Watching Thurston on NRL Tactics in a one on one interview with Andy Raymond - you can see he's a affable bloke but there can be no doubt whatsoever that when he steps on that Rugby League field at club level - the weight of expectation (his own & of others) coupled with his status in the game does not result in the same Johnathan Thurston we see in the rep arena.

Again - there is no doubt that Johnathan Thurston is a brilliant footballer but his recent track record with the North Queensland Cowboys is nowhere near the level expected of a player with the tag of 'best player in the game'. Because regardless of how many Dally M Awards one may have - all people truly respect is winning and Thurston simply hasn't been able to get the job done at the Cowboys for the last three seasons.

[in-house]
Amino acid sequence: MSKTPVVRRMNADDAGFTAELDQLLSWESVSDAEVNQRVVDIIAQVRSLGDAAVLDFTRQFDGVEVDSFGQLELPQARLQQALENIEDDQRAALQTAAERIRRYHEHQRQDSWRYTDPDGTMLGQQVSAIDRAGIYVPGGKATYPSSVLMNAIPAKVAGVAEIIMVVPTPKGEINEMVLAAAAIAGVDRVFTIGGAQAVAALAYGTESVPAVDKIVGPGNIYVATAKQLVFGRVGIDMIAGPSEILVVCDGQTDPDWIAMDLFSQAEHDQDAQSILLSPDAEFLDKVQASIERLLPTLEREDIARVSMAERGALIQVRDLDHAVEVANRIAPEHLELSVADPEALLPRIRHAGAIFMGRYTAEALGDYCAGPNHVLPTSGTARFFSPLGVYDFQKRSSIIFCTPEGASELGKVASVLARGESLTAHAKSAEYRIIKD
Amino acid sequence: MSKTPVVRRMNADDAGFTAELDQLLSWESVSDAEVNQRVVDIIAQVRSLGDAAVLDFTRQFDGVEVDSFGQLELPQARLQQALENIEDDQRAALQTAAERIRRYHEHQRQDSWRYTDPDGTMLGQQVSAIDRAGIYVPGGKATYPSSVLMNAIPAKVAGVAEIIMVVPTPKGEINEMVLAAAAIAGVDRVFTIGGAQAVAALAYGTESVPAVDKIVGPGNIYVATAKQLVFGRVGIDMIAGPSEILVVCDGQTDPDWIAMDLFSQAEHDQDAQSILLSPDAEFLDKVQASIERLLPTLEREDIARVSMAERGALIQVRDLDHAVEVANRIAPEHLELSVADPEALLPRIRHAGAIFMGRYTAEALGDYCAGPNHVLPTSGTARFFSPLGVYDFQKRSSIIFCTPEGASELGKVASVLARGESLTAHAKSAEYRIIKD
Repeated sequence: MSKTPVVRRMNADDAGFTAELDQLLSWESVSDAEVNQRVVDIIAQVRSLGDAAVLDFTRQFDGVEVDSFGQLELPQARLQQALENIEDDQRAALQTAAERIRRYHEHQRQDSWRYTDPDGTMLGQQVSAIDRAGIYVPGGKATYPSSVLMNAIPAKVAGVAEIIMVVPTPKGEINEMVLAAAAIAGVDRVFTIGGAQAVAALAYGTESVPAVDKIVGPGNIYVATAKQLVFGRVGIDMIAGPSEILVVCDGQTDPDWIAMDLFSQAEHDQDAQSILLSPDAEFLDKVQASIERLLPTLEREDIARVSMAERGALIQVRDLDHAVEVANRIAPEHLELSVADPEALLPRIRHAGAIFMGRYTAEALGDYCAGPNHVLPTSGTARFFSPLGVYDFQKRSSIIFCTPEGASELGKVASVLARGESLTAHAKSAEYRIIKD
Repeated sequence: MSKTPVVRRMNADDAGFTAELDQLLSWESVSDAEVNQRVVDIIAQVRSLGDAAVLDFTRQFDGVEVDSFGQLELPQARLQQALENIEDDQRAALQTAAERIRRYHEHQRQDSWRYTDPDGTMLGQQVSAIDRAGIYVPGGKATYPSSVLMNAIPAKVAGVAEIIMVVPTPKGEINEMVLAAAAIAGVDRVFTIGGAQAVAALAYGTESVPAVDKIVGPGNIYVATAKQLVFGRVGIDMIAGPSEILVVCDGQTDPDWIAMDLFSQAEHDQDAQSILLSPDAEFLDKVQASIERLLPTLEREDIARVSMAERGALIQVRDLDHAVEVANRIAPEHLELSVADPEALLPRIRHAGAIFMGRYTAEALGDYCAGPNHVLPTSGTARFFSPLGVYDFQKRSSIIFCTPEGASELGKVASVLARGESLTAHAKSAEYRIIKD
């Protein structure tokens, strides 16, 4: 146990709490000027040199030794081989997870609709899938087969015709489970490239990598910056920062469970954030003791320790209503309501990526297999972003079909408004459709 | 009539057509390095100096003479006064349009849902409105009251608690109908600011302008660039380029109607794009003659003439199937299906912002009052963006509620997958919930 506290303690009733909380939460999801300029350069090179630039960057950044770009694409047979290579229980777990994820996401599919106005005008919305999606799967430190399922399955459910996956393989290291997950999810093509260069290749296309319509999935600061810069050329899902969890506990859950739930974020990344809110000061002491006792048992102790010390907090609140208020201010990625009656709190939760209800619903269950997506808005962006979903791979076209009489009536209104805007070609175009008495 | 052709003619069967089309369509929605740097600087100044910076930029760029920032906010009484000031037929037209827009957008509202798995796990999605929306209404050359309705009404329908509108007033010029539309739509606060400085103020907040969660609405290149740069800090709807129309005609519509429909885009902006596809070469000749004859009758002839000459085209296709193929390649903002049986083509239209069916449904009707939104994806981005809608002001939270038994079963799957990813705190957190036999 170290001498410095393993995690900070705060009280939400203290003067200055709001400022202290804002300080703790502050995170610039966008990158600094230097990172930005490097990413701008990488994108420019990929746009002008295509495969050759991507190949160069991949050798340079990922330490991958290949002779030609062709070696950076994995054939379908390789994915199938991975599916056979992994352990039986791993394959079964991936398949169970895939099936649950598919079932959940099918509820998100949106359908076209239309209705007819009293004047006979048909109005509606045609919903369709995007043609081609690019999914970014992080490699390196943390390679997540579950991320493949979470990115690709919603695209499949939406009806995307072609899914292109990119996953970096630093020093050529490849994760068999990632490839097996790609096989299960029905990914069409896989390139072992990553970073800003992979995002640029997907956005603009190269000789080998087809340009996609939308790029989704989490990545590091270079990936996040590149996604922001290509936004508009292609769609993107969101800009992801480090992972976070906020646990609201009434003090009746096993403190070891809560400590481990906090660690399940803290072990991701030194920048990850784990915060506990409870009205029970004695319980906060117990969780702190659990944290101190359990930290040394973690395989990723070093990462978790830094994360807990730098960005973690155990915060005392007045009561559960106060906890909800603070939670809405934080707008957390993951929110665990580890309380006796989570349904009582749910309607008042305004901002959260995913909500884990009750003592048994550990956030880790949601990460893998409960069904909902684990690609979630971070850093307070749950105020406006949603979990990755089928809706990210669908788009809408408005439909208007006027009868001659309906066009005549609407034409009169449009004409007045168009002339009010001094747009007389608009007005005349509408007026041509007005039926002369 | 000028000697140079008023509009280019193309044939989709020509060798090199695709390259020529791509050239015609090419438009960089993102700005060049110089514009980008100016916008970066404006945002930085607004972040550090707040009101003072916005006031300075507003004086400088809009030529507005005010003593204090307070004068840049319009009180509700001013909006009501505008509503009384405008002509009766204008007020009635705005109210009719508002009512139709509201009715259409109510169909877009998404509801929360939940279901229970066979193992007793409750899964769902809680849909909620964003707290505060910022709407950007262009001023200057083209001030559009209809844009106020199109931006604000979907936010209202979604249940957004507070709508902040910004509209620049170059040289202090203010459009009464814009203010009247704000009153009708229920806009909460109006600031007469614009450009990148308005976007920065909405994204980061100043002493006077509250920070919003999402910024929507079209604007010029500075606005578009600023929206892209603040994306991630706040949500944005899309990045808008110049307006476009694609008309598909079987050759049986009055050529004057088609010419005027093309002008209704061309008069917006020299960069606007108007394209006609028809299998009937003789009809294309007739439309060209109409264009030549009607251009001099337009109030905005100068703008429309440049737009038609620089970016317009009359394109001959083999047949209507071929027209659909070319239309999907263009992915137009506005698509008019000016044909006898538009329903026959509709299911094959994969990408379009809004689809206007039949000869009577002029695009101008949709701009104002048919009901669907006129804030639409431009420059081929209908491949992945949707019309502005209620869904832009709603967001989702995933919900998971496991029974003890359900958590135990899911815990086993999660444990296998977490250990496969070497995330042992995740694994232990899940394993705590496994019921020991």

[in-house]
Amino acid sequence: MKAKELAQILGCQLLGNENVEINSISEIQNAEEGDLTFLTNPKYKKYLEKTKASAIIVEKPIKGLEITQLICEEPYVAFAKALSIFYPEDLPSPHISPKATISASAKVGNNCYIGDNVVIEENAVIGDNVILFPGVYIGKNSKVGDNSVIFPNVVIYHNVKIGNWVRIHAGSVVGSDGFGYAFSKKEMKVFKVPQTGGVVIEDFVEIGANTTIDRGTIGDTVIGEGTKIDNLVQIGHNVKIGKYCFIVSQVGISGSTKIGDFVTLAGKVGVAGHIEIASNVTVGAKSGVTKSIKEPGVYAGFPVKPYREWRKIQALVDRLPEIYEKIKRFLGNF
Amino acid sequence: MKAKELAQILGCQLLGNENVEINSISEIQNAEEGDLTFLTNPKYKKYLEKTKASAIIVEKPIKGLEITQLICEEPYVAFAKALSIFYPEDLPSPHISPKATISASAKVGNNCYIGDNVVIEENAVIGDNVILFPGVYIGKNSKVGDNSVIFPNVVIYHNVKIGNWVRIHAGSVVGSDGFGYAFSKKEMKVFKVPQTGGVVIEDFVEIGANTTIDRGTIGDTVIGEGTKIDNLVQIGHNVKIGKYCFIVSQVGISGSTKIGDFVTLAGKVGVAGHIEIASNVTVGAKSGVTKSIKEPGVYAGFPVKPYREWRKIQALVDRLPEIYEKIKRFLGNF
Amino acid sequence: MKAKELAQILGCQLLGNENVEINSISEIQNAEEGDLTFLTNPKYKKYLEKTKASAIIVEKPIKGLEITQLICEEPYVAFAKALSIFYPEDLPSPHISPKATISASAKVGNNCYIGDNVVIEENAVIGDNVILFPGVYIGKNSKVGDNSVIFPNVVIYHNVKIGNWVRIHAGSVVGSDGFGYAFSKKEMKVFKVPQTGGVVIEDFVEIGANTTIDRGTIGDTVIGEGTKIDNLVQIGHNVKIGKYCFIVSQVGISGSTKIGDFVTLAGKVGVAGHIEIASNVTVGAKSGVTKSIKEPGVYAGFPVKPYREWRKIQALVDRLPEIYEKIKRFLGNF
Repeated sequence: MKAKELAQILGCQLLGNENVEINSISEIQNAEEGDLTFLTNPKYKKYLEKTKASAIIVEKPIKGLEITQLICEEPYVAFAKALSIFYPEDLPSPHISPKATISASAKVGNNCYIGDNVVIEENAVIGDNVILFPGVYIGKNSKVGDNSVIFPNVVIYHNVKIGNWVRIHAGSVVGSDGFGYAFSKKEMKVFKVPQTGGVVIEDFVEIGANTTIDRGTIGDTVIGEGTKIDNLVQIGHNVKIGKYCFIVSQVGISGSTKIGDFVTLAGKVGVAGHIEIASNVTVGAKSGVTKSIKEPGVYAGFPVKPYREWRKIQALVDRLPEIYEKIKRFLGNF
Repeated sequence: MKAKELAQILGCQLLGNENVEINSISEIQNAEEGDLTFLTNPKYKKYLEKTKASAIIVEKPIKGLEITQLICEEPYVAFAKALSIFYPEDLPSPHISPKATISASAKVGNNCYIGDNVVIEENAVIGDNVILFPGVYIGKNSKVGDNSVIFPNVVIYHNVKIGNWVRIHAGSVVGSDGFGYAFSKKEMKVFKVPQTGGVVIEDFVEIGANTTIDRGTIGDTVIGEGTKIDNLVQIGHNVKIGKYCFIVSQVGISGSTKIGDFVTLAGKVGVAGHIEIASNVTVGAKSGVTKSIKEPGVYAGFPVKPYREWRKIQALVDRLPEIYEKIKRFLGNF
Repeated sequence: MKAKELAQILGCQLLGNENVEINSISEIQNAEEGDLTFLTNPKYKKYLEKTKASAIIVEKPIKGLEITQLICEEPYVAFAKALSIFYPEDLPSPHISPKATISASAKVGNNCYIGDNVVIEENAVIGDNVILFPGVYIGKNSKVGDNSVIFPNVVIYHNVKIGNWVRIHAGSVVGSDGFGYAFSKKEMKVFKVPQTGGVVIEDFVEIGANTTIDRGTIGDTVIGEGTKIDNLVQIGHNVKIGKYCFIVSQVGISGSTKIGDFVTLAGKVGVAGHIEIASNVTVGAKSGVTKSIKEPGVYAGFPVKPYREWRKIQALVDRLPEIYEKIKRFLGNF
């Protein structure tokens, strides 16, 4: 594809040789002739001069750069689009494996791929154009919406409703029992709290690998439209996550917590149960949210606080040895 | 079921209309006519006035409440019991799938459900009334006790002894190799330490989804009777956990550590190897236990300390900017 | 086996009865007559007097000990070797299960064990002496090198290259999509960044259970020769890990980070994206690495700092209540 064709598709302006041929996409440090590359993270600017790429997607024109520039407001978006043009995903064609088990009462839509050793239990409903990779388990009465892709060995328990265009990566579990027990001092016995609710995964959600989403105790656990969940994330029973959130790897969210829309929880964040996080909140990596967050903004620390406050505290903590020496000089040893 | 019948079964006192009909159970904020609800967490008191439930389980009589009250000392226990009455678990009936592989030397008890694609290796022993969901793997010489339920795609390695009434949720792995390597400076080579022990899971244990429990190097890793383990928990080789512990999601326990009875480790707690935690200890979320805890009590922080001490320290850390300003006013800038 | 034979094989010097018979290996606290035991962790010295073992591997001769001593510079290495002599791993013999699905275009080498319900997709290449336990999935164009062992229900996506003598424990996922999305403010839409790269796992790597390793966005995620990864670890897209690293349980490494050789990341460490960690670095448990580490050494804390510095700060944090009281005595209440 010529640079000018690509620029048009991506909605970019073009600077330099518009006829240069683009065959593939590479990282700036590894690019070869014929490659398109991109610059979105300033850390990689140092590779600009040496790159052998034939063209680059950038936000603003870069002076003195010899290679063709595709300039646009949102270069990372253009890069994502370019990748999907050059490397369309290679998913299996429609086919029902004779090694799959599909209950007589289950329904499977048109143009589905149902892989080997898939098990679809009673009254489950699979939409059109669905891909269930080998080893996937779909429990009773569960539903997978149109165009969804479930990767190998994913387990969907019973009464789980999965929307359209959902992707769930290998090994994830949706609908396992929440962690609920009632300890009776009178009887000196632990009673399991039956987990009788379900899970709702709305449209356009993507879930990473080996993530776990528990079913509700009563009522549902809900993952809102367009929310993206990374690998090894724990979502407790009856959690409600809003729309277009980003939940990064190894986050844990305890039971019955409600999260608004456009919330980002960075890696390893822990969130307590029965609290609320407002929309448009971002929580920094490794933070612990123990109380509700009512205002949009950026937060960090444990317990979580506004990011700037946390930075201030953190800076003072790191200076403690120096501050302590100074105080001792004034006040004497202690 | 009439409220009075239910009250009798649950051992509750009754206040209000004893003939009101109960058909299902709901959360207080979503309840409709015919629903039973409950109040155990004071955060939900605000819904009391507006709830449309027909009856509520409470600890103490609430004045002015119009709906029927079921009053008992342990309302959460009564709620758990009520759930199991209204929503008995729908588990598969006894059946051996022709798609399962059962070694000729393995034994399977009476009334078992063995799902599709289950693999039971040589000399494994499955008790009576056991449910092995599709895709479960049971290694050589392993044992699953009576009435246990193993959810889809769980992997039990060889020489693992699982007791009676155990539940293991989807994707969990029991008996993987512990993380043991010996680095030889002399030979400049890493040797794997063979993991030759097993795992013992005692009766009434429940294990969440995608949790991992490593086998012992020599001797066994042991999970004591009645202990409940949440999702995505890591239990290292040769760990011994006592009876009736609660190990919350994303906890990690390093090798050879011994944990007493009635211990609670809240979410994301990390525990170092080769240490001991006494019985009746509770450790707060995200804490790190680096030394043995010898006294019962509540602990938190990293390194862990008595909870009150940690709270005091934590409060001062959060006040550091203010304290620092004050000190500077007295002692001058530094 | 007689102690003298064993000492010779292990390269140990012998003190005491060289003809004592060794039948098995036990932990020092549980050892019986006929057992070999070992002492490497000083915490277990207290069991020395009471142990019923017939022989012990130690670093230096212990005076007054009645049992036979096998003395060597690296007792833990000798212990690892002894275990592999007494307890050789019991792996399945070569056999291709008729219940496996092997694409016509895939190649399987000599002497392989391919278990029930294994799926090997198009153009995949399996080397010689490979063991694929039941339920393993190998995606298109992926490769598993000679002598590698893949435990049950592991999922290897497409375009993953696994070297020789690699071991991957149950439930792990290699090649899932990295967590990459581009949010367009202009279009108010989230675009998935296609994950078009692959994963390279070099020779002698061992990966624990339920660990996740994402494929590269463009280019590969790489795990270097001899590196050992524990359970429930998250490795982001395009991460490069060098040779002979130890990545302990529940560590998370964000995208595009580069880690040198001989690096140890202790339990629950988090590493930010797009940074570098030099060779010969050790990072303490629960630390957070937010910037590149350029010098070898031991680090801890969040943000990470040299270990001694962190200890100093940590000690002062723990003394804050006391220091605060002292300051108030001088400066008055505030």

Until he can arrest the Cowboys slide come 2011 and in the process find a change in attitude towards referees - he will not be considered the best player in the game in my books.

Perhaps the saddest aspect of Thurston's current situation is the NRL's softly softly approach with the temperamental elite in the game doesn't help his situation one iota.

Because when you consider the on-field demeanor of a Darren Lockyer vs a Johnathan Thurston - there is a truly extraordinary gap.